Look Mum, No Wire

Not sure what’s caused the change of heart, but I’m delighted to note that the entrance to Greenwich Beach at the east end of the Five Foot Walk is now open again. I had feared that the Health & Safety guys had put that wire contraption up for good in case drunk people from the Trafalgar found their way onto the steps and slipped or something, but happily it’s gone and the entrance is once again open to all.

Of course it was never impossible to get onto Greenwich Beach; there was always the King’s Steps and the ‘secret’ entrance up by the power station, but it’s actually quite a walk between those two, not a great prospect if the tide’s coming in and you need to get onto high ground smartish. The middle set of steps is a welcome sight at tide-turn, I can tell you from experience.

I can’t remember who it was was asking the other day about tide tables for Greenwich – apologies – but you can find them all at the Port of London Authority.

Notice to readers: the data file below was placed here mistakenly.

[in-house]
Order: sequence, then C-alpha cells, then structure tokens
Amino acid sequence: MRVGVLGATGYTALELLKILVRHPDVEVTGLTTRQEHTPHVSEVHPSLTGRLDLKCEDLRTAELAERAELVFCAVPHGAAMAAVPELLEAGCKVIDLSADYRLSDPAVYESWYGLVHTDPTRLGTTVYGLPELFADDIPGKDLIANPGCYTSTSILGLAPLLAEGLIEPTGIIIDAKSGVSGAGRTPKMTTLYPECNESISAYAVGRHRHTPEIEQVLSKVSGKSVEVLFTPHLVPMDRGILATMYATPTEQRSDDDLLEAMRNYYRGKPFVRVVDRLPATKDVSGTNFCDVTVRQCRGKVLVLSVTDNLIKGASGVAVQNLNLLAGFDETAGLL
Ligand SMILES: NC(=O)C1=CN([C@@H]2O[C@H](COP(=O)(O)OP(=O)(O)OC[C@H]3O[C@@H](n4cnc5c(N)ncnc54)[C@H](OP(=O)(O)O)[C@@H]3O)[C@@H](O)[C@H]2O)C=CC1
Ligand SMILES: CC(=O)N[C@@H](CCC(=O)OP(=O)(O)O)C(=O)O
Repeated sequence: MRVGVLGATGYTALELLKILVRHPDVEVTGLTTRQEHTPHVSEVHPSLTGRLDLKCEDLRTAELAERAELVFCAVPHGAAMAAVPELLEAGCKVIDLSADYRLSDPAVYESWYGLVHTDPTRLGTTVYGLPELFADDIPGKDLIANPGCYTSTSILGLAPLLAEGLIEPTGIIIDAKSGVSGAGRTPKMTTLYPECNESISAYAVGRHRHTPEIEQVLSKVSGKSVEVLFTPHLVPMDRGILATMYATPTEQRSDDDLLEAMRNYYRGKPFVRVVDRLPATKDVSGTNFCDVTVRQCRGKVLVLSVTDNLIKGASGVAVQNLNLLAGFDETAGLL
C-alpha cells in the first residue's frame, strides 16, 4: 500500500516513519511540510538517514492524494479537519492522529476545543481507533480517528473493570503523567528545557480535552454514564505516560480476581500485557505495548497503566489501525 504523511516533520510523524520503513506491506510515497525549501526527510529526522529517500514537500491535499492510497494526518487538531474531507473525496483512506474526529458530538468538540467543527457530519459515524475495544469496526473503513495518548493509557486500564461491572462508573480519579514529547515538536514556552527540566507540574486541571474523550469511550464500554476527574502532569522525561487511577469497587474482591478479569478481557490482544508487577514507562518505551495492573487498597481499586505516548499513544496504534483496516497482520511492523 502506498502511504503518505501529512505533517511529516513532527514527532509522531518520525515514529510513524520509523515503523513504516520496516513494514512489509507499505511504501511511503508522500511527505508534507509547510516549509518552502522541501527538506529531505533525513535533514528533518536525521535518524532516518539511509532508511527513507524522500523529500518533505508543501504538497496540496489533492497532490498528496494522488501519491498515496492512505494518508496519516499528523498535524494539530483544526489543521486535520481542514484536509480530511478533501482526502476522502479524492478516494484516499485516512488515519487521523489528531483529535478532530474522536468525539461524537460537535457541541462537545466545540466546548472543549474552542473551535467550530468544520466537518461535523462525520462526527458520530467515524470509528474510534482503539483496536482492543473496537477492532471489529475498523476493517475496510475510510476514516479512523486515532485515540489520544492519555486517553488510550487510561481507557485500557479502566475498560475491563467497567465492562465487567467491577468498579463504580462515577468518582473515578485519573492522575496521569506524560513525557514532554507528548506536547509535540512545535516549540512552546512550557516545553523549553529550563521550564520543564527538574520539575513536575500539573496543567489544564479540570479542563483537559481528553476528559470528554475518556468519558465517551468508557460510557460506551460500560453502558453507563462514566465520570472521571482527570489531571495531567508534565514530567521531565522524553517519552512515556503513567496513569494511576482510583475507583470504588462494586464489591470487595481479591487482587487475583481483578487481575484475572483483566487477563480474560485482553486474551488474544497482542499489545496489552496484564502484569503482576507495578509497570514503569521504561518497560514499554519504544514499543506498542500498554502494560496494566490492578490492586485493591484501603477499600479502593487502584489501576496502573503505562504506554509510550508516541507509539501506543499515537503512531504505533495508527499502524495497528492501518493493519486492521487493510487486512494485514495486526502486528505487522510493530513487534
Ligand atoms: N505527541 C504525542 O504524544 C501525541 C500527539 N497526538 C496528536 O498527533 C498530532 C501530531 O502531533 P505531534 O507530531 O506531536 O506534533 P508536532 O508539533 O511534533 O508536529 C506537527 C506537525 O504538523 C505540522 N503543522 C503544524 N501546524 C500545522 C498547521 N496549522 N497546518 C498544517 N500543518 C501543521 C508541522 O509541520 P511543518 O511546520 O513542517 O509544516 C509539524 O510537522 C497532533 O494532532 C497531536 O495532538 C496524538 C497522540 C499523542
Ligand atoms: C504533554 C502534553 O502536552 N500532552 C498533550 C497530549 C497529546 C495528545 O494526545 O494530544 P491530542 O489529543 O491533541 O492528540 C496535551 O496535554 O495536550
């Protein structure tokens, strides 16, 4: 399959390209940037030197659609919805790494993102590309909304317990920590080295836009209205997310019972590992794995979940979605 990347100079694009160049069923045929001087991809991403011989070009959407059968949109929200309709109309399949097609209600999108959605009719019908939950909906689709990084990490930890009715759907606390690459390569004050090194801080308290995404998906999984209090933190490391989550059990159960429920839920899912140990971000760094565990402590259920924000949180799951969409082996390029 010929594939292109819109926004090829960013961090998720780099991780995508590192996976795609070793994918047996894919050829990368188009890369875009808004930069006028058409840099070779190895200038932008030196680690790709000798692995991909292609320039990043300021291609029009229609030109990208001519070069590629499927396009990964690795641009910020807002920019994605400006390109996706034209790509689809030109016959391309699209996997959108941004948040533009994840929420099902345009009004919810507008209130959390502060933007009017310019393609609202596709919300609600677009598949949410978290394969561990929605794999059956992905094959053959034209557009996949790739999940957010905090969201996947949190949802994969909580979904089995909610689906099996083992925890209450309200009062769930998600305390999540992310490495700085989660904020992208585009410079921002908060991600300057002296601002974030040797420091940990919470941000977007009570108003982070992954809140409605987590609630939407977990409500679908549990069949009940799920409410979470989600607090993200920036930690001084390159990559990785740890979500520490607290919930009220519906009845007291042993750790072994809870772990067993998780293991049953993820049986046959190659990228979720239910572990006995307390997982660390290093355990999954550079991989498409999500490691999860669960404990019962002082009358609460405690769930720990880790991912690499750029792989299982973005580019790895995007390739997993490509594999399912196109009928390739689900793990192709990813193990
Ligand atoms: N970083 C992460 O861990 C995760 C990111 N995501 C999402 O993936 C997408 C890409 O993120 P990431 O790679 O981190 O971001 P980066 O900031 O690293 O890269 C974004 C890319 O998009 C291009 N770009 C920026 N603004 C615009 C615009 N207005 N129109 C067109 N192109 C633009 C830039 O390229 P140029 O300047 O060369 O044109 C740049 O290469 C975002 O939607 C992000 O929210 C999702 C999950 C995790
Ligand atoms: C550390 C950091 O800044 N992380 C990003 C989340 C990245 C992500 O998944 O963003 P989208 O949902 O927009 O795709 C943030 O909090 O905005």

I’m always surprised at how empty the beach is – even in weather like this – and no, the tides aren’t SO scary you wouldn’t want to spend an afternoon there. You just don’t see the sort of hoards you used to get in the early to mid 20th Century (there’s a good pic here. ) It’s fantastic for beachcombing centuries of London’s detritus, of course, and you see the odd person wandering up and down with a carrier bag of loot (though I’ve only ever found bits of pot and Greenwich Pensioners’ pipes) but no one ever seems to take a stripy deckchair, a flask and a hanky to knot on their head down there any more.

Perhaps we need to do a flash Phantom Deck Chair/Rolled up Trousers and Hanky-On-The-Head Beach-In…

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2 Comments to “Look Mum, No Wire”

  1. rp says:

    Was reconnoitering the Thames path yesterday, up to the dome, it is all accessible but much of it in a sorry state these days and difficult to find anything of real interest – mostly dormant and awaiting the developers – the treasure of pre-dome walks virtually all gone…

  2. Jen says:

    Took a stroll along here last Sunday and found hundreds of bones washed up. Not uncommon on a river as large as the Thames but a grisly find all the same.